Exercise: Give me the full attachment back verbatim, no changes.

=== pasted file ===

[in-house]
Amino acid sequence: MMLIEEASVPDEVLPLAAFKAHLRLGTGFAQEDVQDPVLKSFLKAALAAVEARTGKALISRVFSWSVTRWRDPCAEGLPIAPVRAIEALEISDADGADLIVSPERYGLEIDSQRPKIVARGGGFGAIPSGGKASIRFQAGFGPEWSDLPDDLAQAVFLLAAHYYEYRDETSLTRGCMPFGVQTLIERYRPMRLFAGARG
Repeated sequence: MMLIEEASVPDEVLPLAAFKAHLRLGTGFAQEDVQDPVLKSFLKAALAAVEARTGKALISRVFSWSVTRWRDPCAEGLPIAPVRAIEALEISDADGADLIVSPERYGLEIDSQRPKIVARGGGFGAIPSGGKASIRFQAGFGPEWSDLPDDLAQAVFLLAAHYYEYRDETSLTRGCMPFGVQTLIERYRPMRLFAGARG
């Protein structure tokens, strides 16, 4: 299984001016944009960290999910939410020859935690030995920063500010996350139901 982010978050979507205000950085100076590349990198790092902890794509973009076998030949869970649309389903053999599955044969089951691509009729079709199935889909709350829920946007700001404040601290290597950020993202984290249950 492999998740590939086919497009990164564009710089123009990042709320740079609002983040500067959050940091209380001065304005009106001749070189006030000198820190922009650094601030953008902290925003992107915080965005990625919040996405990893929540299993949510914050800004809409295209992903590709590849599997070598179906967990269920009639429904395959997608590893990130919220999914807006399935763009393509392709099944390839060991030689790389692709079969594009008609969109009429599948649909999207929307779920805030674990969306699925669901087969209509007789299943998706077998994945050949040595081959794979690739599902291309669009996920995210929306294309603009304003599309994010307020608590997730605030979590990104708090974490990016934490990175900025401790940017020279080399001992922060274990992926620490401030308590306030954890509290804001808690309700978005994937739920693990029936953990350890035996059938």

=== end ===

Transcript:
[in-house]
Amino acid sequence: MMLIEEASVPDEVLPLAAFKAHLRLGTGFAQEDVQDPVLKSFLKAALAAVEARTGKALISRVFSWSVTRWRDPCAEGLPIAPVRAIEALEISDADGADLIVSPERYGLEIDSQRPKIVARGGGFGAIPSGGKASIRFQAGFGPEWSDLPDDLAQAVFLLAAHYYEYRDETSLTRGCMPFGVQTLIERYRPMRLFAGARG
Repeated sequence: MMLIEEASVPDEVLPLAAFKAHLRLGTGFAQEDVQDPVLKSFLKAALAAVEARTGKALISRVFSWSVTRWRDPCAEGLPIAPVRAIEALEISDADGADLIVSPERYGLEIDSQRPKIVARGGGFGAIPSGGKASIRFQAGFGPEWSDLPDDLAQAVFLLAAHYYEYRDETSLTRGCMPFGVQTLIERYRPMRLFAGARG
């Protein structure tokens, strides 16, 4: 299984001016944009960290999910939410020859935690030995920063500010996350139901 982010978050979507205000950085100076590349990198790092902890794509973009076998030949869970649309389903053999599955044969089951691509009729079709199935889909709350829920946007700001404040601290290597950020993202984290249950 492999998740590939086919497009990164564009710089123009990042709320740079609002983040500067959050940091209380001065304005009106001749070189006030000198820190922009650094601030953008902290925003992107915080965005990625919040996405990893929540299993949510914050800004809409295209992903590709590849599997070598179906967990269920009639429904395959997608590893990130919220999914807006399935763009393509392709099944390839060991030689790389692709079969594009008609969109009429599948649909999207929307779920805030674990969306699925669901087969209509007789299943998706077998994945050949040595081959794979690739599902291309669009996920995210929306294309603009304003599309994010307020608590997730605030979590990104708090974490990016934490990175900025401790940017020279080399001992922060274990992926620490401030308590306030954890509290804001808690309700978005994937739920693990029936953990350890035996059938």